Metrics that Matter
As a learning professional you might believe that what the learners believe are the metrics that matter. Was the trainer funny? Was the food good? Was the room too hot or too cold? Did the class start on time? These are not metrics that matter. Other poor metrics that are often collected include: number of courses developed, number of people who registered, number of hours of training completed, and how satisfied are the learners. None of these should matter because they do not matter to the business leaders in your organization.
You need to think about metrics that matter to your stakeholders. Think of your stakeholder as the person who requested the training. What is important to them?
Efficiency- How fast?
Effectiveness- How well?
Outcomes- How much impact?
These are all important to you as a learning professional but you need to determine which of the following questions are important to your stakeholder.
Questions about efficiency:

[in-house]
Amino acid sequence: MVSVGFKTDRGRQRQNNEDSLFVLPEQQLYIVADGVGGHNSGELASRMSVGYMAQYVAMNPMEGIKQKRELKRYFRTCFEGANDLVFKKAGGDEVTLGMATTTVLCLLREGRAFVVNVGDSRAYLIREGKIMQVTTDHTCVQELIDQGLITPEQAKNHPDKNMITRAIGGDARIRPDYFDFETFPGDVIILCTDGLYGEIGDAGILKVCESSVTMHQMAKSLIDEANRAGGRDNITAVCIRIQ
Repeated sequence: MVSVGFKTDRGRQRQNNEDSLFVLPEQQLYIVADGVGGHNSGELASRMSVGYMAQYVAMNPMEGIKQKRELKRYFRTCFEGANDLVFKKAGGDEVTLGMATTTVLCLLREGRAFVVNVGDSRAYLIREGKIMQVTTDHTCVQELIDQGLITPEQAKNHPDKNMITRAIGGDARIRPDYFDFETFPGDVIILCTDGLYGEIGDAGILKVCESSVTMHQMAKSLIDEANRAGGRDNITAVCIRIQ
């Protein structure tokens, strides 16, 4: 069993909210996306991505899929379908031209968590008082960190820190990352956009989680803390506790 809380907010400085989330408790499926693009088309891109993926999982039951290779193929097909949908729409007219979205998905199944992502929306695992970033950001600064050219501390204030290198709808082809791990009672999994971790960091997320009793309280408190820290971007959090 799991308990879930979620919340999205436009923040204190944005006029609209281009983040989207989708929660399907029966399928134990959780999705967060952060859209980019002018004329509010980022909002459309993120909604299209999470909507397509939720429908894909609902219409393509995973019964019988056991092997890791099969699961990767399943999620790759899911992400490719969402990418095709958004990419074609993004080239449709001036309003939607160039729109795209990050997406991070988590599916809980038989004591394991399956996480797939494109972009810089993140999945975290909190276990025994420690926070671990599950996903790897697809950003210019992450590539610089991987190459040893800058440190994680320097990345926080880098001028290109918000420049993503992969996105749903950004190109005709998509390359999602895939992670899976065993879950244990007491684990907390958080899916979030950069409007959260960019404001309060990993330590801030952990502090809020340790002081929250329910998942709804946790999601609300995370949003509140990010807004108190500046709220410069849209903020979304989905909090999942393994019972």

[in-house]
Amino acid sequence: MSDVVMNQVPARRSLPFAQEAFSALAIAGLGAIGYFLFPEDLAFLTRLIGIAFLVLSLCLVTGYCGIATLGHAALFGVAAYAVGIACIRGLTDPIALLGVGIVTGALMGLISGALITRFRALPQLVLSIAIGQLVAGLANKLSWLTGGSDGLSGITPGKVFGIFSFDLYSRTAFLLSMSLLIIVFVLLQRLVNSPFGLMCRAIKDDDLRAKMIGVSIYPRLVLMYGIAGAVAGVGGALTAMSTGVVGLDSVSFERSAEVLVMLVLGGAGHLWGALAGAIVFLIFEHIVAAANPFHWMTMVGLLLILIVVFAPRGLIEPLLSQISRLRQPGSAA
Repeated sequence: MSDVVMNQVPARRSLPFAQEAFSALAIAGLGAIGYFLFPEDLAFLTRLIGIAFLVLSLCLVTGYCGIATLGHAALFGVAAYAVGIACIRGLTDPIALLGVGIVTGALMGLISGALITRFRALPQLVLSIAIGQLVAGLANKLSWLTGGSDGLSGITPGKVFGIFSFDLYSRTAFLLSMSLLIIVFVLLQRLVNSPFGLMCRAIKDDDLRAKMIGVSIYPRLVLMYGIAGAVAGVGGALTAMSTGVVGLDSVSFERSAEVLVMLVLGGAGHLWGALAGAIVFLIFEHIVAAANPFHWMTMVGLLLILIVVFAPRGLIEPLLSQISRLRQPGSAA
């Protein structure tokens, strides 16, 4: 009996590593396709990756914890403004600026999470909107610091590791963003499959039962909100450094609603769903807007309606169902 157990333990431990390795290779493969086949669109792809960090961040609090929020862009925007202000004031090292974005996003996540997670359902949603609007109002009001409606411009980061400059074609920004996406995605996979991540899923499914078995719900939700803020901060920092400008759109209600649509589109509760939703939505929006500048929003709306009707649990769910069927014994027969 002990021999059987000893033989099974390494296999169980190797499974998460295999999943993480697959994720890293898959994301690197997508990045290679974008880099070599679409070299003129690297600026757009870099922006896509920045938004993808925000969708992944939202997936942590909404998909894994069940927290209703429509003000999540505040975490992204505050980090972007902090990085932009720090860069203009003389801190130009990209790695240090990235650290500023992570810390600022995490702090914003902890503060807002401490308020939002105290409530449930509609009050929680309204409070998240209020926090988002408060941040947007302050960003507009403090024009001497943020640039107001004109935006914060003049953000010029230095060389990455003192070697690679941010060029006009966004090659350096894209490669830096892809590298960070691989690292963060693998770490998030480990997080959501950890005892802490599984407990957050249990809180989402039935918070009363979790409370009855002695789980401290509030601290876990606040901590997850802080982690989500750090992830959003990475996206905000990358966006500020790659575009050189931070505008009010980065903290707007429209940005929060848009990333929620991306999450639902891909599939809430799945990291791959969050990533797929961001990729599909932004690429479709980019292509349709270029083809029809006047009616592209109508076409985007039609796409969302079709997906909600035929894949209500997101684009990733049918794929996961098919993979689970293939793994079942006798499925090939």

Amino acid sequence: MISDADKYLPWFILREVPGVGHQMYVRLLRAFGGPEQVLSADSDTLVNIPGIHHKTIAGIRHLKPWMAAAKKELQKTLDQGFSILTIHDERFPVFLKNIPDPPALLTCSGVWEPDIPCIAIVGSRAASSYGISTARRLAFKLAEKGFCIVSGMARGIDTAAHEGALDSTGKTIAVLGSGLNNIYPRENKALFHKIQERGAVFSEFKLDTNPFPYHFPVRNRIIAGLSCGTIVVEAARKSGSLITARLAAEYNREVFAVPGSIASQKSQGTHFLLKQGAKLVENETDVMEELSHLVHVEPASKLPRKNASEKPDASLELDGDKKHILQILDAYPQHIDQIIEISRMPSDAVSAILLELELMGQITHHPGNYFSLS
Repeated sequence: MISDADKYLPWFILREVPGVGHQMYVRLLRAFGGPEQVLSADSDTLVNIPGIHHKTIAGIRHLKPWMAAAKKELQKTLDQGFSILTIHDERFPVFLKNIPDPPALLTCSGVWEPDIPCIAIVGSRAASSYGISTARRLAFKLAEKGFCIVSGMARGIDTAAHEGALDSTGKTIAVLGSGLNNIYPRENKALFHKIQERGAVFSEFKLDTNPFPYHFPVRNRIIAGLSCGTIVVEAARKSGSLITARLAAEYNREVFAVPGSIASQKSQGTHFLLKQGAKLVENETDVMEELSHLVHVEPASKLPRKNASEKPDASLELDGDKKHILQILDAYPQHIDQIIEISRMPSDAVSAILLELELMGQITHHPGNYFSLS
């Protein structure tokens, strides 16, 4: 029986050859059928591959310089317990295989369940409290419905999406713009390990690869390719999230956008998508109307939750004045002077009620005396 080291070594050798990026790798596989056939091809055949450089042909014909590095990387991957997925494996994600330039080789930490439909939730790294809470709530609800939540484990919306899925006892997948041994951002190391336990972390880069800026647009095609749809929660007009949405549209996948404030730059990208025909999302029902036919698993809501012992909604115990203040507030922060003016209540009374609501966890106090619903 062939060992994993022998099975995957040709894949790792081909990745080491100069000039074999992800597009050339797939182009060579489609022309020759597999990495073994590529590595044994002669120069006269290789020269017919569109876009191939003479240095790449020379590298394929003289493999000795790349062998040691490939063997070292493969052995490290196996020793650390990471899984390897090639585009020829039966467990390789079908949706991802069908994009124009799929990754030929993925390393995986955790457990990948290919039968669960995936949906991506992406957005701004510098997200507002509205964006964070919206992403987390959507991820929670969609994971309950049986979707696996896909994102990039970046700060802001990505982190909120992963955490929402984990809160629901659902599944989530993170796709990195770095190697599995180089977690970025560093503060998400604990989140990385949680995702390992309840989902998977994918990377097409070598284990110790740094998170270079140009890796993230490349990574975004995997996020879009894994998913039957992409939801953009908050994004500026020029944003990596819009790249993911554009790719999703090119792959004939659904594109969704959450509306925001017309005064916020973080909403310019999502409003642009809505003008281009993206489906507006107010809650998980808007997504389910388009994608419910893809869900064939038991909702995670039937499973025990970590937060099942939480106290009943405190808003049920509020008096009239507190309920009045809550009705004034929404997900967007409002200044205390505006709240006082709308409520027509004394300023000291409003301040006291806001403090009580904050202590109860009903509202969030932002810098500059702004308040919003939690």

How many people completed the training?
How many hours did it take for people to complete the training?
Questions about effectiveness:
How did the training go?
How useful is the training to the learners?
How well did the learners perform on the test?
Questions about outcomes:
How did performance change after the training?
Did productivity and quality improve after training?
Are the people who went to training doing better?
Did training solve the problem?
Choose questions that are important to your Stakeholder.
It is important you are strategic about what you choose to measure, keeping the end goal in mind.
Don't Measure Everything
Einstein (and several other scientists) admonished the federal government not build the atomic bomb. Michael Crieighton's Jurrasic Park tells the story of genetic engineering and humankind's bid to control nature.
Learner satisfaction rarely converts to impact. Just because people like a training, does not mean they will change their behavior on the job.
Learning Analytics: New KPIs for L&D (I Can't Get No ...)
Around the time the Rolling Stones released their hit "I Can't Get No Satisfaction," organizations began embracing Kirkpatrick's 4 Levels of Evaluation. Then and now, few organizations have moved beyond Level 1-satisfaction-as a key performance indicator (KPI) for training programs.